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Posts posted by PerfManJ

  1. The prop slipstream has a large effect on wing lift, especially at low speeds. This is referred to as the "powered lift" portion of the total wing lift. The magnitude of powered lift is typically correlated to "thrust coefficient" (Ct). It all comes down the difference between the free-stream air velocity and the induced air velocity behind the props: the larger the difference (think high power and low speed), the larger the contribution of powered lift. In those conditions, the loss of an engine would cause a rolling tendency toward the dead engine.

    To get an idea of the powered lift present on the C-130, compare the normal and max effort takeoff speeds. Normal speeds are based on "power off" stall while the max effort speeds use the "power on" stall speed.

  2. I thought it was a good overview of the major differences between the mil and civil C-130J versions. As I recall from previous articles, the LM-100J is based on the stretched C-130J-30 since that was the basis of the original L382J civil cert in the 90's. Articles and press releases tend to use "C-130J Super Hercules" as an all-inclusive term for the "C-130J" family of aircraft unless they are referring to a particular variant or customer (USMC = KC-130J, USCG = HC-130J, etc.)

  3. FADEC = Full-Authority Digital Engine Control

    Basically a computer that controls engine operation based on input from the throttle quadrant. As polcat explained, there is a single "power lever" for each engine.

    Re-synching the props and reduced power takeoffs are also not required in the J.

    The J could still benefit from reduced power takeoff, in terms of engine life. Unfortunately, all of the takeoff performance data is based on max power only.

  4. Did the brakes hold while at 300 deg? Or did the heat dissipate quickly?

    That much heat will reduce the RTO capacity, but then again the carbon brakes have a much higher capacity than steel. It depends which energy limit they are using for RTO and max brake landing plans.

  5. The abbreviated USAF carbon brake test program used an E model...at Edwards (2300 ft MSL)...in the summer. So I don't think they ever even hit the T56 torque limit during the power-against-brakes tests. Wishful thinking that the brakes would hold on all C-130 models.

    How much heat is required to remain static with takeoff power? Could a few taxi stops add enough energy to prevent creep, without reducing RTO capacity?

  6. I found this while going through some of my LM stuff. It's a family tree of all the L382 versions up to 1986, including some serial numbers and differentiating details. Probably nothing new here, but I thought it might be of interest to the resident historians here. Good summary of the L382 lineage through the H model on one page.

    It's a copy of a copy of a copy and I'm not sure of the original source. There are no LM markings, but the bottom right corner says "PAGAN 11-20-86"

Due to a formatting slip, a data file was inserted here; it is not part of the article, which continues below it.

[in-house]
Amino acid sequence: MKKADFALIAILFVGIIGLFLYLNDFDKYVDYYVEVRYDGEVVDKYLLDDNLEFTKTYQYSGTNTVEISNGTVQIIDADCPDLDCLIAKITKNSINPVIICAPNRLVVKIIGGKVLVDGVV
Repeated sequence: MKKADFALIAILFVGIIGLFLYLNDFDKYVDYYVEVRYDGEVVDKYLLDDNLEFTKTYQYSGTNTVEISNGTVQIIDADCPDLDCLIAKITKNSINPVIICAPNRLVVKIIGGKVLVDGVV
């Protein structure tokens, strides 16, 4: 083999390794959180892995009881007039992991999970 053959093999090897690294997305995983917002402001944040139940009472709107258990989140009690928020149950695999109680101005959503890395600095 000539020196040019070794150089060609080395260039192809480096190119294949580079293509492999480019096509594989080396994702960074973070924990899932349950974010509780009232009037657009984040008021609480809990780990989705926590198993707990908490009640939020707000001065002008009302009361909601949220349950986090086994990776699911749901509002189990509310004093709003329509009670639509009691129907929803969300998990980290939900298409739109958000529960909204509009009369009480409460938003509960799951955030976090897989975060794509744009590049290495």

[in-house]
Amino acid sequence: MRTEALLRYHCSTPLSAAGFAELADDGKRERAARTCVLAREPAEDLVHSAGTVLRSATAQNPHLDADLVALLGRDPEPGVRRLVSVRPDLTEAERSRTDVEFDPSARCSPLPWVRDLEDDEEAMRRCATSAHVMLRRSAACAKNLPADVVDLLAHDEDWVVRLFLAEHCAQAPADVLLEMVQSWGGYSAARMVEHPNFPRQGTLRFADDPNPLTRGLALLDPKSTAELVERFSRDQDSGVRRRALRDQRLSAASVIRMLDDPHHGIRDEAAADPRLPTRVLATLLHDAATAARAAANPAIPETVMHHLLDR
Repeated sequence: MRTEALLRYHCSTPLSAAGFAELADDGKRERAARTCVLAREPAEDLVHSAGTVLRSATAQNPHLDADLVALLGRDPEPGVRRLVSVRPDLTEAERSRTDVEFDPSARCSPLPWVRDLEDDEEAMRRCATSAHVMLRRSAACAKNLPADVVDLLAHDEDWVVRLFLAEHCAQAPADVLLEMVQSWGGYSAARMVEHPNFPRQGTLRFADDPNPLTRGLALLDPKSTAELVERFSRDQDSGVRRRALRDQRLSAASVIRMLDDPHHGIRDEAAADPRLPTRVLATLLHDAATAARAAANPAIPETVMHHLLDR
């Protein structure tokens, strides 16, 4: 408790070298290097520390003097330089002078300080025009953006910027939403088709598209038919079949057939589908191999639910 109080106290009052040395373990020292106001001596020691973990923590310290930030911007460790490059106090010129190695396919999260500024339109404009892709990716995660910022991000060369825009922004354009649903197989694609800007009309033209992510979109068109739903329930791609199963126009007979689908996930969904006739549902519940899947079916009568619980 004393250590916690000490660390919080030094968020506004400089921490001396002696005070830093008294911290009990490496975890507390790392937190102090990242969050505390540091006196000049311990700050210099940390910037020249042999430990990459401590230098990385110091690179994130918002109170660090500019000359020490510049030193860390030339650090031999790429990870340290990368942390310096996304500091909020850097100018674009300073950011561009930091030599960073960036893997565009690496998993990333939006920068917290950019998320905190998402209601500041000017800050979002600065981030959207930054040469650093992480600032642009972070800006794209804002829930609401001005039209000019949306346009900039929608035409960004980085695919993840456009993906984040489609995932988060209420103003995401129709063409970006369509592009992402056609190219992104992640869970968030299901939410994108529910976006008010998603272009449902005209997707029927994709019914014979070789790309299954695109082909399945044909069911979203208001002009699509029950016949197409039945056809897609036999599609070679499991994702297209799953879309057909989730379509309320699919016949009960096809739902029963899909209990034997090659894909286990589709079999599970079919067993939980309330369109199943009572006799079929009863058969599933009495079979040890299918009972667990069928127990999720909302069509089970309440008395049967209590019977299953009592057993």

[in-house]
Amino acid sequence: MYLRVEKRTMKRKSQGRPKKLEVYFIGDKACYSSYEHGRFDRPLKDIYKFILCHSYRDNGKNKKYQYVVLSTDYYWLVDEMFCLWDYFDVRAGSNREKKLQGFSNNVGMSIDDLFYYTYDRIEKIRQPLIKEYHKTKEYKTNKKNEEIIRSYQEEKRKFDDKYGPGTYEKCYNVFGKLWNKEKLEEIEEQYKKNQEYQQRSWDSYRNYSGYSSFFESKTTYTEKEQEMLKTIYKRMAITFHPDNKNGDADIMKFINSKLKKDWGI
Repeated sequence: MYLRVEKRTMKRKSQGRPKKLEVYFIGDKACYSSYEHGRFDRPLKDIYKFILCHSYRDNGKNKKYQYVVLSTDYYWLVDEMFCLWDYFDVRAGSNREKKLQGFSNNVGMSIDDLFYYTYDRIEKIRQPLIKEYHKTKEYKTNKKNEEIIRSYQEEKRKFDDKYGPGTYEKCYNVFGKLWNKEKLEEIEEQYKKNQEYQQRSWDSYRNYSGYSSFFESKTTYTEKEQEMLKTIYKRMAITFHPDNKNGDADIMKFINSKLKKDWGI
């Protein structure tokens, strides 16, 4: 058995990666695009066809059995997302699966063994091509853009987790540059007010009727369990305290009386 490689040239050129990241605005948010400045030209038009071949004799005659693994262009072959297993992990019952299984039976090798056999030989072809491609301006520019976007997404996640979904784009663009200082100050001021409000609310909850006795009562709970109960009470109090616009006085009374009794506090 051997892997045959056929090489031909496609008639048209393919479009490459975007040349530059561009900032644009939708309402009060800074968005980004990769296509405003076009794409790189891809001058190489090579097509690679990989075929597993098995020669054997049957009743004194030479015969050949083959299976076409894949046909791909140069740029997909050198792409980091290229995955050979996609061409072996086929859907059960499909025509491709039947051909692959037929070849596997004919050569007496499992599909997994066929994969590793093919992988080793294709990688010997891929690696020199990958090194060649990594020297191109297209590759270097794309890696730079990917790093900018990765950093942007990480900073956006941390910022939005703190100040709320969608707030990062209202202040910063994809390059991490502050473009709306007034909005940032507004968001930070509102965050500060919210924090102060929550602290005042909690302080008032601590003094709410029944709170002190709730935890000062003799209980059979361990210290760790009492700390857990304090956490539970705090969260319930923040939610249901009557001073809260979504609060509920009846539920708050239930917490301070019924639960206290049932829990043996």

7. There are rules of engagement.

    Why do they want to shoot you down?

    Are there snakes on the plane?

    Just tip the wings and follow the F-16’s to a friendly airport.

    Good point. Are the good guys in control of the plane? If the radios are out, rocking the wings is a sign of compliance with the interception by the F-16s.

  8. I think you're right. Or was it Executive Decision? I can't remember. But it's definitely been done.

    Thanks for joining in the conversation guys!

    I think it was Executive Decision. They used the fax machine in Air Force One.

    I like the safety valve. You'd have to climb all the way up on the ramp, but maybe instead of a flare, just use a flashlight or feed out a white flag. The F-16s might get the wrong message from a flare being shot in their direction.

  9. The JATO bottle supply is running out and none have been produced for quite a while. That's why Fat Albert stopped doing JATO takeoffs in 2009.

    I believe the LCs still use them when necessary on the snow, but they are seeking an alternative. On skis, sometimes they don't have enough power to accelerate up to takeoff speed so they need the extra thrust. In fact, that was the driver for testing the 8-bladed props (NP2000): The extra takeoff power would eliminate the need for JATO.


  10. Here's another briefing from Rolls-Royce with some high-level differences: http://www.lockheedmartin.com/content/dam/lockheed/data/aero/documents/global-sustainment/product-support/2012HOC-Presentations/Monday/Mon%201550%20Habersham-Rolls%20Royce-Roy%20Griffin.pdf

    AE2100D3 major improvements over T56:

    Two shaft (eliminates need for safety coupling and NTS system, allows speed optimization of individual turbine stages)

    Digital controls (FADEC, precise control and measurement)

    Higher pressure ratio (reduced fuel consumption and more power at higher density altitude)

    Reduced part count (maintenance and weight savings)

    Improved aerodynamic efficiency of turbine blades (reduced fuel consumption)

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